The Search Service application was created successfully. The application, its proxy, and the Server Search service all showed “Started”. The following databases were created in SQL:
And one database that resulted from starting and configuring Foundation Help Search service was also created:
I did not further configure the Search Service application, preferring to first complete the steps in the TechNet documentation.
As mentioned earlier, I did a bit of investigating into the name discrepancy between Foundation 2010 Search and Foundation Help Search. A look at the Services MMC snap-in (services.msc) shows a “SharePoint Foundation Search V4” service directly above SharePoint Server Search 14: (For the unfamiliar, V4 and 14 indicate the 2010 versions.)
I thought I would conduct an experiment by attempting to stop the Foundation Help service in Central Admin and see if Foundation Search V4 showed stopped in the Services MMC snap-in. But I got this message and decided against it:
I attempted the opposite: stopping the Foundation Search V4 service in the Services MMC snap-in. When I refreshed the Manage services on server page in Central Admin the Foundation Help Search service still appeared as “Started”. You would think I was onto something, but I then attempted the same experiment with Server Search. Attempting to stop Server Search in Central Admin produced this ominous message:
So I again did the opposite – stopped the Server Search 14 service in the Services MMC snap-in – with the same result: that service in Central Admin also still appeared as “Started”.
I then took a closer look at the service descriptions in the Services MMC snap-in. The description for the Server Search 14 service does state that it replaces Foundation Search for searching user content:
But here is the Foundation Search V4 service description:
Obsessively detail oriented that I am I noticed the description for Foundation Search also includes “help content” whereas Server Search does not. Either two different people wrote the descriptions or Foundation Search provides the help content for all SharePoint 2010 editions and perhaps that is how the service name in Central Admin came to be. I did find this TechNet document SharePoint Foundation 2010 Search is not running (SharePoint 2010 Products) in the Technical Reference, System Center Operations Manager knowledge articles section of the SharePoint Server 2010 Library as well as the SharePoint Foundation 2010 Library. The document’s location in both libraries seems to indicate the Foundation Search service is important in all SharePoint 2010 editions.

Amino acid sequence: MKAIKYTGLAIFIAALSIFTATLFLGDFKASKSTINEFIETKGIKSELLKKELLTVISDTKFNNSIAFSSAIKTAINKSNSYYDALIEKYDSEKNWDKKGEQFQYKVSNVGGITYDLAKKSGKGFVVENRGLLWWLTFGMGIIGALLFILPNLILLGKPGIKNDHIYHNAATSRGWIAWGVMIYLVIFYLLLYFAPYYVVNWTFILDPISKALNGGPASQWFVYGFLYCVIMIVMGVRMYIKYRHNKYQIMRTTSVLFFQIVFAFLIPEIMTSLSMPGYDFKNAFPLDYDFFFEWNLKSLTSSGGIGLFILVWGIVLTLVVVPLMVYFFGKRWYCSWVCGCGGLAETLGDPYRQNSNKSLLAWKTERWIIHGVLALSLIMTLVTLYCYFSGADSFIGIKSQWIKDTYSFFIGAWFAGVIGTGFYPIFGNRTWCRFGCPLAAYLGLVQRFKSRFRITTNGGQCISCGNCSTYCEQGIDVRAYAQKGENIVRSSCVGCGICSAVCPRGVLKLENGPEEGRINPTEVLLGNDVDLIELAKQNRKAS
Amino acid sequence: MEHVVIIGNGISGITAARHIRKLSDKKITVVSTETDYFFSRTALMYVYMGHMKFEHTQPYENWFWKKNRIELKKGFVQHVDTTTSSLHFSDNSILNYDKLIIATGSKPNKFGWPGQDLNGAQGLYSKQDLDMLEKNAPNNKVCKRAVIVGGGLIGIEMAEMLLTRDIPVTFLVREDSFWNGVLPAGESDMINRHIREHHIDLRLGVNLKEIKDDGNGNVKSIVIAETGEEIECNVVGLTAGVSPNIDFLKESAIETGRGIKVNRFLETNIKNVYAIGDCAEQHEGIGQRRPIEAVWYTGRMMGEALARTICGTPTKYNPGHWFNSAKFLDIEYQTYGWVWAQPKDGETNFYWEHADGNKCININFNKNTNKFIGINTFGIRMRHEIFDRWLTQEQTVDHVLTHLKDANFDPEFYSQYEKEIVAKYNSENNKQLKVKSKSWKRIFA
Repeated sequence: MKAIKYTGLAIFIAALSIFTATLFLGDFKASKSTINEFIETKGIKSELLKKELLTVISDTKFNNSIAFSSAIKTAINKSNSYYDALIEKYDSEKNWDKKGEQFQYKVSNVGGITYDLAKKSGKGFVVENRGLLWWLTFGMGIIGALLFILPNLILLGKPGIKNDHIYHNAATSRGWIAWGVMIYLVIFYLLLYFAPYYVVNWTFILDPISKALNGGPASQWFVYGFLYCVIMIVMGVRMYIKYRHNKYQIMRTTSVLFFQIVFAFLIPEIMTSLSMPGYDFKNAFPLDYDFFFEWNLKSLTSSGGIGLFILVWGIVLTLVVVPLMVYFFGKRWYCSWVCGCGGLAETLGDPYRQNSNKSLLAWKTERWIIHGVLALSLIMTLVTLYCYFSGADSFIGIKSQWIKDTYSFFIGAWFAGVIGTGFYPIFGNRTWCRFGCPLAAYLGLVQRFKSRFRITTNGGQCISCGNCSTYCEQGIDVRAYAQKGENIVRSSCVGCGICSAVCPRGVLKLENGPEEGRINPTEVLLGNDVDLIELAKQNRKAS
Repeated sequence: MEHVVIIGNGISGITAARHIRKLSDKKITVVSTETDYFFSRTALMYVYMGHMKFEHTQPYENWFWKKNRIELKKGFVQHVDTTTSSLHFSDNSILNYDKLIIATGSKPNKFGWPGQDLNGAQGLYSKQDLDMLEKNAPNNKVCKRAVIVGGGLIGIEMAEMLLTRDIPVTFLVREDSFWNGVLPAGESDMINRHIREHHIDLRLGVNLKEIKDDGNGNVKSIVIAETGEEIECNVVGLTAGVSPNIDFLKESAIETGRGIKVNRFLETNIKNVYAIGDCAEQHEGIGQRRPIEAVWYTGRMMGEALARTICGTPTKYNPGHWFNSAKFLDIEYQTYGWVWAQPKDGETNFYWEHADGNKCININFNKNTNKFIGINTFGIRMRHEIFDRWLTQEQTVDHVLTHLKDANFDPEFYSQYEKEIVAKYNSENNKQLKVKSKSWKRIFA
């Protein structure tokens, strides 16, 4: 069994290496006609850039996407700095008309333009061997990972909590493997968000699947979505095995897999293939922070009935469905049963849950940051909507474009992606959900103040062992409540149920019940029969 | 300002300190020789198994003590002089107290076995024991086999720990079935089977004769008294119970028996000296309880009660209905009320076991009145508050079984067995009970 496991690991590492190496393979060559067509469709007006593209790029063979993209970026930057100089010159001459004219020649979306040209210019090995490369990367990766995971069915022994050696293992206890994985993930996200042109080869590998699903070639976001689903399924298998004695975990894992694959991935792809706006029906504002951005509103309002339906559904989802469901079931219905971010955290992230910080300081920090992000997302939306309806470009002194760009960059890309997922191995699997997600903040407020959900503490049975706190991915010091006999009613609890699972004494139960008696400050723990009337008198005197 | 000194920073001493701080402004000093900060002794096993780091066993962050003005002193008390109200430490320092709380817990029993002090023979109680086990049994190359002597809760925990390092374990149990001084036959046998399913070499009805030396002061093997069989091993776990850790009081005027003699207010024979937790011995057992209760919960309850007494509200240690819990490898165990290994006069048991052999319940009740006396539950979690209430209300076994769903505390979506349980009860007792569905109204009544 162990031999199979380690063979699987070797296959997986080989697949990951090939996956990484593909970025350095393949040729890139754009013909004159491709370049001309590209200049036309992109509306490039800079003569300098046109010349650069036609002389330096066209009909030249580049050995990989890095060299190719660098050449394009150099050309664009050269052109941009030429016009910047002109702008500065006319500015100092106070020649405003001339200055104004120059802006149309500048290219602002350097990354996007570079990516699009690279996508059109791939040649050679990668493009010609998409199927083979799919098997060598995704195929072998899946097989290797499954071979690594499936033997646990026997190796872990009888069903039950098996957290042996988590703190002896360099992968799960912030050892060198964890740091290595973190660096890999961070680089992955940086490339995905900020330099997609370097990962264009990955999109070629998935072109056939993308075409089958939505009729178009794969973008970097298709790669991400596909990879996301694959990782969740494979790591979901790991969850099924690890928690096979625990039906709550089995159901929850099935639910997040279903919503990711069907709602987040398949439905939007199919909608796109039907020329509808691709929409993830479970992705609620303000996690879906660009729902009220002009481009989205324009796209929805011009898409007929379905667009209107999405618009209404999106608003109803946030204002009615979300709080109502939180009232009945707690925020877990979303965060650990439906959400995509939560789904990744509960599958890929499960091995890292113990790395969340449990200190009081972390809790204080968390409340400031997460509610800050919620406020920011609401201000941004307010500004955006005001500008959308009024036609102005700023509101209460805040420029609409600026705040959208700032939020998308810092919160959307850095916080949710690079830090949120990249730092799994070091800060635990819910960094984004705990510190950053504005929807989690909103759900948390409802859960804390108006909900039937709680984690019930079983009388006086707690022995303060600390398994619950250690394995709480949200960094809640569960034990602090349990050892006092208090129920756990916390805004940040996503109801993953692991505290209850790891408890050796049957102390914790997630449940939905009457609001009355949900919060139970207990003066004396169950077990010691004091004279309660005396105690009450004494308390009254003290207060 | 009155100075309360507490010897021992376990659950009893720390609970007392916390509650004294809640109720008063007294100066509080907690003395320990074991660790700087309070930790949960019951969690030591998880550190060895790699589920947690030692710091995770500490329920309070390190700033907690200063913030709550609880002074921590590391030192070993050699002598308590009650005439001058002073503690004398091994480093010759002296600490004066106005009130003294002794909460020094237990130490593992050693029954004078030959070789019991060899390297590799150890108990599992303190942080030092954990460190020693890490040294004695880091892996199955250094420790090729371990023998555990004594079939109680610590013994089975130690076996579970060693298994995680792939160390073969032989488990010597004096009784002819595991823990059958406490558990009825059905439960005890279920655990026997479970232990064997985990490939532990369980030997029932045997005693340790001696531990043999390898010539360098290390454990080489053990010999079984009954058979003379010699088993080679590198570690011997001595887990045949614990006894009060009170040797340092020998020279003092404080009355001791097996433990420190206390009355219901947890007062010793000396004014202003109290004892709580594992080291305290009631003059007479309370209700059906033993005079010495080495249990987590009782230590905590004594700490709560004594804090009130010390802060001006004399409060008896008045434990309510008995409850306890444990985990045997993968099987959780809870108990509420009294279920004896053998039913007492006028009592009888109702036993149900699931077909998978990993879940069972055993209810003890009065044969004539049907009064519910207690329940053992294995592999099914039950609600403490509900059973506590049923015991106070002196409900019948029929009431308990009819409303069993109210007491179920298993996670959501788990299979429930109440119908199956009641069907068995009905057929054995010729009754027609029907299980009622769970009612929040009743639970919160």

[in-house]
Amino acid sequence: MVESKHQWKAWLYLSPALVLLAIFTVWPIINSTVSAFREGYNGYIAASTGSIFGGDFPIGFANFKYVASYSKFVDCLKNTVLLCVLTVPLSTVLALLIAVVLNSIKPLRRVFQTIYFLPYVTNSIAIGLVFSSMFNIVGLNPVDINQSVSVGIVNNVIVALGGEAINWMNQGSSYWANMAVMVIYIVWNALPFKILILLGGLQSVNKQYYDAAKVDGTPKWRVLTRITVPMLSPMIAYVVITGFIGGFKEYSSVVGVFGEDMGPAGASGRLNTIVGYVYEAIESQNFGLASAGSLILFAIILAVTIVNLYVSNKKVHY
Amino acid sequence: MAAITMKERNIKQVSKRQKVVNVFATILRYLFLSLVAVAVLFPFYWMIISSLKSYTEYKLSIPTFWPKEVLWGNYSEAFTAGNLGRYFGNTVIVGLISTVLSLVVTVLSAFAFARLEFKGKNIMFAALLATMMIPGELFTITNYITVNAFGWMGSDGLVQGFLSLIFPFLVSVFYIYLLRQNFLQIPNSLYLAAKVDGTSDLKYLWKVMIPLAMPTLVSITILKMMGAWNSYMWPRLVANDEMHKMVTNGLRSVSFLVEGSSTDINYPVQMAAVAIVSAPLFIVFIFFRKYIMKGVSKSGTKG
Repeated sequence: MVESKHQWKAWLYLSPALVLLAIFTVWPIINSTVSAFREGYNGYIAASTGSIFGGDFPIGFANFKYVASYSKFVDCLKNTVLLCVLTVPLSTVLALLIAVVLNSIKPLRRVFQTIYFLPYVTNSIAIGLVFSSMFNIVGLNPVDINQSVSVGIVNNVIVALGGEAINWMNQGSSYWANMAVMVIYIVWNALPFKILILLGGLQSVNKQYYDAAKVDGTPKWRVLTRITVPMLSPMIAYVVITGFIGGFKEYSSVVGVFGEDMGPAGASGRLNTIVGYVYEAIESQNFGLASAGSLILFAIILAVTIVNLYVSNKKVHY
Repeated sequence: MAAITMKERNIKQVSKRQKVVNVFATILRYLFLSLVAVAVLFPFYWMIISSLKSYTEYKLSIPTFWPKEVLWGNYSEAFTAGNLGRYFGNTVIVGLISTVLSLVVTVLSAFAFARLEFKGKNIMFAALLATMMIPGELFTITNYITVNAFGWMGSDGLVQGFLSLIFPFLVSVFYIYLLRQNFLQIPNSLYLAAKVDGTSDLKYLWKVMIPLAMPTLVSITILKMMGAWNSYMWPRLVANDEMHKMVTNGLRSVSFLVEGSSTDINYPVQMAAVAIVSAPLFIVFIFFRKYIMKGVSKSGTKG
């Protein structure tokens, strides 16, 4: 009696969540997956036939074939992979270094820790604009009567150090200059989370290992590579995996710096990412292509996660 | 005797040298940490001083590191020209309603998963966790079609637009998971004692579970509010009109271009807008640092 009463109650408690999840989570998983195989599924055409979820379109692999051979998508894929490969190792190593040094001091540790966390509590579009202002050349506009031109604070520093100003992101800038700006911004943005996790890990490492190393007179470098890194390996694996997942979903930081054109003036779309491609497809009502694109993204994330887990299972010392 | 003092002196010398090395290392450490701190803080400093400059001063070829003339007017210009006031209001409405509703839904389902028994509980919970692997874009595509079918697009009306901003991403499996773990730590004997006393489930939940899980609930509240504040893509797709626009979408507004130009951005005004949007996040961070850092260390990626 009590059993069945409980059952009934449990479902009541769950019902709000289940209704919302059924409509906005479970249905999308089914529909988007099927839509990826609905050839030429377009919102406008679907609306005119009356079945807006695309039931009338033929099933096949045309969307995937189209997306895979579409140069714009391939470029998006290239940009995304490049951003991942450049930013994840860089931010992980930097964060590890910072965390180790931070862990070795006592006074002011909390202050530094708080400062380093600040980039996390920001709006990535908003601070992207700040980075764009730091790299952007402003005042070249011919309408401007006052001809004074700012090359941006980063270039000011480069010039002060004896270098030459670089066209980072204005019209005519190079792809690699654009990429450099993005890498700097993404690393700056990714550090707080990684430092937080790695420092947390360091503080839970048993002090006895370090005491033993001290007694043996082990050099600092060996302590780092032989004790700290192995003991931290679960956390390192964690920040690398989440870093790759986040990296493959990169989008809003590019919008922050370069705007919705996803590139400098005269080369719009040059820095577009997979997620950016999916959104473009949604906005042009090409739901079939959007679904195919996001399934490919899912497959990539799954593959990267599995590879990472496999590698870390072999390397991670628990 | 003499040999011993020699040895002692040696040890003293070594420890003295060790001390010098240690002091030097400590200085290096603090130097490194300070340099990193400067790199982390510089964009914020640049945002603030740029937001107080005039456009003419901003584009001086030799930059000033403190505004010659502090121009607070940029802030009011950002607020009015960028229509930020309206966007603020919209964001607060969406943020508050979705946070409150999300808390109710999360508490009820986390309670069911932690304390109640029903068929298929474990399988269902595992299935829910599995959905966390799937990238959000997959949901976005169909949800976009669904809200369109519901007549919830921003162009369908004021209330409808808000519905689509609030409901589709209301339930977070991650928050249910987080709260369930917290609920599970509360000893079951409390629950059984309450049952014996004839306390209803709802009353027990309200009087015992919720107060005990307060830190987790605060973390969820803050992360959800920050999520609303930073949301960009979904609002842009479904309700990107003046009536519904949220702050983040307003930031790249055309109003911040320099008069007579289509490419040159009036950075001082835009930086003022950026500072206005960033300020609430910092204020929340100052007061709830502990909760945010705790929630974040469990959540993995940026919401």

Both services use the mssearch.exe executable. Server Search 14 uses the one in the Program Files\Microsoft Office Servers\14.0\ Bin folder. Foundation Search V4 uses the one in the Program Files\Common Files\Microsoft Shared\Web Server Extensions\14\Bin folder.
Researching online brought me to an answer in a forum post, by MVP Mike Walsh (WSS FAQ sites: WSS v3 FAQ and WSS v4 FAQ – great stuff) who explained the purpose of the WSS Search database in a MOSS system: http://social.technet.microsoft.com/Forums/en-US/sharepointsearch/thread/831bce3d-2fd0-484c-b827-a4c3b40980e1. The WSS Search database indexes Help content and MOSS Search indexes all other data. I also came across the K2Distillery article I cited in Part 7, which I reread and found the same applies for 2010. Information overload, when a human only has so many brain cells, leads to information being dropped from memory. But I have my answer and I have useful information I may otherwise not have known that might come in handy when troubleshooting.
Next up: Creating the Intranet and My Site web applications and site collections and testing Kerberos authentication connections.
Guest Author: Joan Resnick Ehrlich
Joan Resnick Ehrlich has been in the IT industry for 15 years and is Corporate IT Administrator for a mid-sized company on Long Island, NY. Prior to entering the industry Joan was a business researcher, and she enjoys combining her research skills with IT work. In addition to SharePoint, her primary responsibilities include Windows Server, Active Directory, Exchange Server, and SQL Server.
- Life is Just a Bowl of SharePoint – Part 1: Introduction
- Life is Just a Bowl of SharePoint – Part 2: Setting up the Hardware, OS and Service Accounts
- Life is Just a Bowl of SharePoint – Part 3: SQL Server Database Engine and Management Tools Installation
- Life is Just a Bowl of SharePoint – Part 4: Configuring Ports and Protocols
- Life is Just a Bowl of SharePoint – Part 5: Installing SQL Server Reporting Services and Configuring for SharePoint Integrated Mode
- Life is Just a Bowl of SharePoint – Part 6: Installing SQL Server Analysis Services
- Life is Just a Bowl of SharePoint – Part 7: Installing SharePoint 2010 Beta Take 1
- Life is Just a Bowl of SharePoint – Part 8: Installing SharePoint 2010 Beta with Kerberos
- Life is Just a Bowl of SharePoint – Part 9: Post Installation Event Log Warnings and Errors
- Life is Just a Bowl of SharePoint – Part 10: Configuring Search (Kerberos cont’d)
- Life is Just a Bowl of SharePoint – Part 11: Creating Web Applications and Site Collections